The biggest hurdle that both Doug and I had to overcome was that in the past, we both had taken biotech companies successfully through commercialization; however, they were all based on new drugs or new uses for drugs. This was the first time either of us had moved a medical device forward. Furthermore, my Ph.D. was in Microbiology and Immunology and Doug completed his in Microbiology and Biochemistry, so neither of us were engineers. As it pertains to the FDA, although bringing a non-implanted medical device to market is much easier than a pharmaceutical, understanding the terminology of engineers made for a steep learning curve. In the past companies that Doug and I started, he would focus on the CEO duties including investor relations and corporate structure and I focused on the technology. We did that again with blinktbi, but this time, I needed to become a quick study of how the engineering and layout of software works, as well as designing circuit boards. I enjoy learning new things, which made it pretty easy to pick up enough information to have a handle on the process.
What does the future hold for blinktbi?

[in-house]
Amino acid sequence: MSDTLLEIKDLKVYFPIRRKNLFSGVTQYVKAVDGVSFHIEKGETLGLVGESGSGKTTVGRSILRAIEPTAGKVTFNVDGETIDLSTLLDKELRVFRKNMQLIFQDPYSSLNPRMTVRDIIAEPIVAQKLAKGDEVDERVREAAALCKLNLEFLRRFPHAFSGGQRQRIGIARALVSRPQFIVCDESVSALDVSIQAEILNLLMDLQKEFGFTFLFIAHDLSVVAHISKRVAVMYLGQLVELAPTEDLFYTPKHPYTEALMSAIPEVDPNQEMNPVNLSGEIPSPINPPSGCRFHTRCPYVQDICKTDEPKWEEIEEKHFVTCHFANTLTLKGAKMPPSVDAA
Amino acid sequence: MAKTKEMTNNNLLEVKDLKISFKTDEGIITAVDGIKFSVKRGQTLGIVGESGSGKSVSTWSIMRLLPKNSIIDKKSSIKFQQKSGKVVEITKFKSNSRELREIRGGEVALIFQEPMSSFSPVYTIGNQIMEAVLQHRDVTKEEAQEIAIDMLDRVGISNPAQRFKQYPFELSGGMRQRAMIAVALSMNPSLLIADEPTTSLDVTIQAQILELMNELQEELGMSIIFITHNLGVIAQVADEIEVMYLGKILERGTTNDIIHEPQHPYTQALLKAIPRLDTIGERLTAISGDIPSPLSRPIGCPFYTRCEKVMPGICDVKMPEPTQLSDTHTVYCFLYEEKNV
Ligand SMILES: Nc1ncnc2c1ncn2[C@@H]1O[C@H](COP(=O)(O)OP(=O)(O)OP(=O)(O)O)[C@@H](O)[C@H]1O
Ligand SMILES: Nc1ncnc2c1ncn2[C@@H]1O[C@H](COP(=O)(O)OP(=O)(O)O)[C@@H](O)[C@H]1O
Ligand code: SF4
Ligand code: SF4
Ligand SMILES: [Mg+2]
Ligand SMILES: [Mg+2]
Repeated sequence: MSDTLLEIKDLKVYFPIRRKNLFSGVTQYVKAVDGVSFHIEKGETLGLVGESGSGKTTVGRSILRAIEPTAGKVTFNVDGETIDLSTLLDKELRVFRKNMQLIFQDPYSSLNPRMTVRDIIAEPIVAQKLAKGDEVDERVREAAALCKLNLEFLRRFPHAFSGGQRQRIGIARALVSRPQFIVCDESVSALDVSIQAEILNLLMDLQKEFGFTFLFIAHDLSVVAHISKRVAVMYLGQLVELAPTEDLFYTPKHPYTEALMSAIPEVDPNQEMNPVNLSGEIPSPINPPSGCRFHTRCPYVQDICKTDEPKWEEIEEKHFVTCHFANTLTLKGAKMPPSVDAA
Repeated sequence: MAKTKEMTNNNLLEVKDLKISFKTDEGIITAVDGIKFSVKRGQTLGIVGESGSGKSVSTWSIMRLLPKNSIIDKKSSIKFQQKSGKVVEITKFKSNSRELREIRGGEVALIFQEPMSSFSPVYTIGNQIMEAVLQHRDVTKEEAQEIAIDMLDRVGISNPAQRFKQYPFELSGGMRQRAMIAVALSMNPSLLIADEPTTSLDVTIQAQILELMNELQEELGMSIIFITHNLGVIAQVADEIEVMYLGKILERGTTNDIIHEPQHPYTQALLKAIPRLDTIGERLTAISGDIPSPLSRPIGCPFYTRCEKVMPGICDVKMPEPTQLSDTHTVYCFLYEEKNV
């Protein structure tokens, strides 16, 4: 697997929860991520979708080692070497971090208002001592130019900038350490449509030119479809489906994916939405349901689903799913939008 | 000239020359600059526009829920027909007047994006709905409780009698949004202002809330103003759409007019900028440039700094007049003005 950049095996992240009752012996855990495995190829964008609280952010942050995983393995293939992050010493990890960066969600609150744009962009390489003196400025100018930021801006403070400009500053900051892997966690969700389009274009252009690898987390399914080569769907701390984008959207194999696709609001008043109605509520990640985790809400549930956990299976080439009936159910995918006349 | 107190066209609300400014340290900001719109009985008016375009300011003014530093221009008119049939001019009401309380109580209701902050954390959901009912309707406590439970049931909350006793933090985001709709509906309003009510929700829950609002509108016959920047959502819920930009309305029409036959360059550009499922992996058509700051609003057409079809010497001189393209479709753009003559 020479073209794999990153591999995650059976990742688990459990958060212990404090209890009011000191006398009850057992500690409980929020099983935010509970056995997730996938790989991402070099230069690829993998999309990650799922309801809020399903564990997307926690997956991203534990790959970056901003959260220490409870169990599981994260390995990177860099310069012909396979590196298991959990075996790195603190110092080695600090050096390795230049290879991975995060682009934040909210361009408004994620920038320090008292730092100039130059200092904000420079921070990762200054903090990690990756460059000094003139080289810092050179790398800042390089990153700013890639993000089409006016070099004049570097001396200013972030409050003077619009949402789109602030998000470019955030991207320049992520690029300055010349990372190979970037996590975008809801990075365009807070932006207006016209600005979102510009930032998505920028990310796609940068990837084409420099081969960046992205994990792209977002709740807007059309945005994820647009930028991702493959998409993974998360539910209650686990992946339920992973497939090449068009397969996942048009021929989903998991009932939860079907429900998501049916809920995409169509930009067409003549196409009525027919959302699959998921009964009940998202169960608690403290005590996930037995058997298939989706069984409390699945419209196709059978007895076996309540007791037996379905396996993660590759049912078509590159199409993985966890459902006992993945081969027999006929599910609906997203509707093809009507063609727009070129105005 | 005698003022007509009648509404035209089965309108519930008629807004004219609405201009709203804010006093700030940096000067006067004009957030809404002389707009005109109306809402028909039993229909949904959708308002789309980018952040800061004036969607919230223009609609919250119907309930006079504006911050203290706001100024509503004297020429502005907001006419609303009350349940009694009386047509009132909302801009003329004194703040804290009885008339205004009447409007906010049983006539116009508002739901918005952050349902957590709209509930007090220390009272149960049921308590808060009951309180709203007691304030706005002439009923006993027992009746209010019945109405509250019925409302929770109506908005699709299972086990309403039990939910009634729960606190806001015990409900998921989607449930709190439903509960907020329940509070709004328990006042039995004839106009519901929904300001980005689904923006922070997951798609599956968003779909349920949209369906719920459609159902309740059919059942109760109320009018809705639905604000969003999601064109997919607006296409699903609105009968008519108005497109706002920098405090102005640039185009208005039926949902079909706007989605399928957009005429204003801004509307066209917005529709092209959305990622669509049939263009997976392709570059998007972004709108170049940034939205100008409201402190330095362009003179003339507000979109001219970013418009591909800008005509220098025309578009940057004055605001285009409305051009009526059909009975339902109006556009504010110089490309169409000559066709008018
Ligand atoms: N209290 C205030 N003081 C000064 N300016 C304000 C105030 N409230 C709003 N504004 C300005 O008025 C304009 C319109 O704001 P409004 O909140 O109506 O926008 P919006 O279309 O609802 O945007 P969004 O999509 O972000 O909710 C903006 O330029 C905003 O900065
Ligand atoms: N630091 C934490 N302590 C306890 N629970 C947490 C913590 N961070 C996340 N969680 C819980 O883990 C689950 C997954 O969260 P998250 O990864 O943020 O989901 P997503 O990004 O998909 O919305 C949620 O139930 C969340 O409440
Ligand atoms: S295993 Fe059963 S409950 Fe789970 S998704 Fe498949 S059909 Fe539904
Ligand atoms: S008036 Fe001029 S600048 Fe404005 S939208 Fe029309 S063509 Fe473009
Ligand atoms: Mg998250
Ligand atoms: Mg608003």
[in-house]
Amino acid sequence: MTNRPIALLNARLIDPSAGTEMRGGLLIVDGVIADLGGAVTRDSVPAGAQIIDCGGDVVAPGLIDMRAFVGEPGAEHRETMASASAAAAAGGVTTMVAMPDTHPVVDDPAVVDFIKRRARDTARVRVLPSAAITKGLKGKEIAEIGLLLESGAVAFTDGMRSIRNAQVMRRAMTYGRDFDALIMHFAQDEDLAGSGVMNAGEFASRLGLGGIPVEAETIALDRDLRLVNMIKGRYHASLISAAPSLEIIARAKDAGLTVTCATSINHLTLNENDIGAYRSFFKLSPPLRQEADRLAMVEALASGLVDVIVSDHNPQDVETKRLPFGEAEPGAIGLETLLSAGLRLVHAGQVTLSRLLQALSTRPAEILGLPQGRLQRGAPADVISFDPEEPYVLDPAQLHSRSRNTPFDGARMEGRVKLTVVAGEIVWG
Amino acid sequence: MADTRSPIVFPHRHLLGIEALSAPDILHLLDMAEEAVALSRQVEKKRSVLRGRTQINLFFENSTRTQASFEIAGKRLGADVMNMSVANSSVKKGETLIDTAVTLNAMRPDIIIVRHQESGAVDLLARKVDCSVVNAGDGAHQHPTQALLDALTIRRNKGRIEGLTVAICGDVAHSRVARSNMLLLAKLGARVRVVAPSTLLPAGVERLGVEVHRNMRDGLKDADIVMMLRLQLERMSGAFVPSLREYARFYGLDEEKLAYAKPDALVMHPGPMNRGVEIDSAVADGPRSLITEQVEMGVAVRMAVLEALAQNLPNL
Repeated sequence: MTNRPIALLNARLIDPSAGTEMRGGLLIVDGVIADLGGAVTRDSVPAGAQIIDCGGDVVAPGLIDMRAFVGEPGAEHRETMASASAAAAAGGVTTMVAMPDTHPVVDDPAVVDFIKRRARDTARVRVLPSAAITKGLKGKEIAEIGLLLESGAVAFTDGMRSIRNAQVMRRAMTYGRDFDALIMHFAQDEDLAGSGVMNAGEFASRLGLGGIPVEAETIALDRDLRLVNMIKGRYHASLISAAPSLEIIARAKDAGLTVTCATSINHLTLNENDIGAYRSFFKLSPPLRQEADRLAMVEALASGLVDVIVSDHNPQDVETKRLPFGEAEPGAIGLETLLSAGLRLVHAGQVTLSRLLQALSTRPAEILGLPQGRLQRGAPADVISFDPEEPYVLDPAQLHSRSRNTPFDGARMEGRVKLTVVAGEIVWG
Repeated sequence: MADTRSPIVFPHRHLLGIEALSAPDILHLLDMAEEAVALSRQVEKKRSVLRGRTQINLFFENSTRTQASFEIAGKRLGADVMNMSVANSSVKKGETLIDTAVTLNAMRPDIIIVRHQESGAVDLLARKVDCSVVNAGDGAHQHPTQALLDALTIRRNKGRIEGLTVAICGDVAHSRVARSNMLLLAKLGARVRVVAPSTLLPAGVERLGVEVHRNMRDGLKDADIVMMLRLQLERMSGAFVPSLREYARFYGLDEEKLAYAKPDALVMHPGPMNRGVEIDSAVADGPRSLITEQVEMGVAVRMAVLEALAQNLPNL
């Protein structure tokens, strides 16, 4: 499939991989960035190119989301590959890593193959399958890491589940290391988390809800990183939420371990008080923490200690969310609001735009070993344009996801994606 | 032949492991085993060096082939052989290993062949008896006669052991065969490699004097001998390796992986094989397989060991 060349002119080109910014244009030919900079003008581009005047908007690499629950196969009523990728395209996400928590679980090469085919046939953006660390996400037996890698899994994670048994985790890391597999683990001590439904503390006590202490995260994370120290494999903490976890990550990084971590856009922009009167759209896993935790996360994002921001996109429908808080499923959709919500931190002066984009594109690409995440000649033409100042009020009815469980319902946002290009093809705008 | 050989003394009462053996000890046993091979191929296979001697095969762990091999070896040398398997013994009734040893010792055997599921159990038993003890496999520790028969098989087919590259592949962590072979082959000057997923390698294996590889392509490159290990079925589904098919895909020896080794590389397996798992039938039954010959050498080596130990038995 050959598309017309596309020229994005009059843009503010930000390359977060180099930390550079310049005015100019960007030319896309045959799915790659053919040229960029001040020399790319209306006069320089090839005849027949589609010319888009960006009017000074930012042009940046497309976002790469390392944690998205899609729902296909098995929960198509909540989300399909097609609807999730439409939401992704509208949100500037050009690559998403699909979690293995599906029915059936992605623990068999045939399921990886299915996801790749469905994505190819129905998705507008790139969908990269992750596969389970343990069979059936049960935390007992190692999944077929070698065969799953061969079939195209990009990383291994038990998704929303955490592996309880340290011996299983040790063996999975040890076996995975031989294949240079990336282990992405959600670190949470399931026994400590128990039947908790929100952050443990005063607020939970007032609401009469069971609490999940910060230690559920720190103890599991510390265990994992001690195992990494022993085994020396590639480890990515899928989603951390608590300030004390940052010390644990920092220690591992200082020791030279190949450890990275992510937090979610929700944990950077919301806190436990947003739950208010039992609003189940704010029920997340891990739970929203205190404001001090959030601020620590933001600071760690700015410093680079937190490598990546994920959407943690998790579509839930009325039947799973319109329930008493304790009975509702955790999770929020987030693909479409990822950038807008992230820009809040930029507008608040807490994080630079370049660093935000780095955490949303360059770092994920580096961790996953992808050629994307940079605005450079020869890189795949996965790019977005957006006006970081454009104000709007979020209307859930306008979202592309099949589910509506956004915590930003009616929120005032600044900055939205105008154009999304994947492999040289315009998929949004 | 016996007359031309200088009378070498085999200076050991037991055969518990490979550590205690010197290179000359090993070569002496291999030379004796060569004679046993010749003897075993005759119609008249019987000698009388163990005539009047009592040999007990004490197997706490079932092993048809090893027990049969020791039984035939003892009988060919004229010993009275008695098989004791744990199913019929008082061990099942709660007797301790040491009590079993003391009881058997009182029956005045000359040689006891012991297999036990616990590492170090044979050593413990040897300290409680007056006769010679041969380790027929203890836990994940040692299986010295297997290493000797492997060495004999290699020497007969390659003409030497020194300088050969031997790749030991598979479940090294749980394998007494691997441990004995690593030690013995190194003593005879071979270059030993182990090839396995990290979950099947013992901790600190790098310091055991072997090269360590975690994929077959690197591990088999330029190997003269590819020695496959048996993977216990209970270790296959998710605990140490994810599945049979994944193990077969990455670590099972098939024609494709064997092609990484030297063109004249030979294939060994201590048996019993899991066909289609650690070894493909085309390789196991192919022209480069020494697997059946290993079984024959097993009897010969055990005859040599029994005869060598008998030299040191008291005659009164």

We received our FDA clearance for our EyeStat device in December 2019 and planned to launch our sales team on March 1st, 2020. As we all know, about 2 weeks later, every sport and school in the world shut down, making selling a testing device to schools and sports teams pretty difficult. Thankfully, Doug and I immediately sat down with our team of advisors and board members and decided that we were going to use this down time to our advantage and start a number of clinical trials to see if we can detect various neurological diseases with our EyeStat device. In retrospect, not having to worry about sales or production for 6 months gave us the time and bandwidth to focus on our new path. To set the company up to best succeed in this new focus, we hired seasoned CEO, Jeff Riley, to lead our team. Jeff has been the CEO of public companies, managed a number of venture funds, and worked for the big pharma companies in the world. He was perfect to lead us to the next goal we had set for blinktbi. This goal was to either take the company public, or be acquired by another company in the next 2 years. To complete this, we reopened our Series B fundraising round and began reaching out to the top neurological disease experts in the world to help us choose the ailments we would focus on. Those areas turned out to be Parkinson’s Disease, Alzheimer’s, and ALS.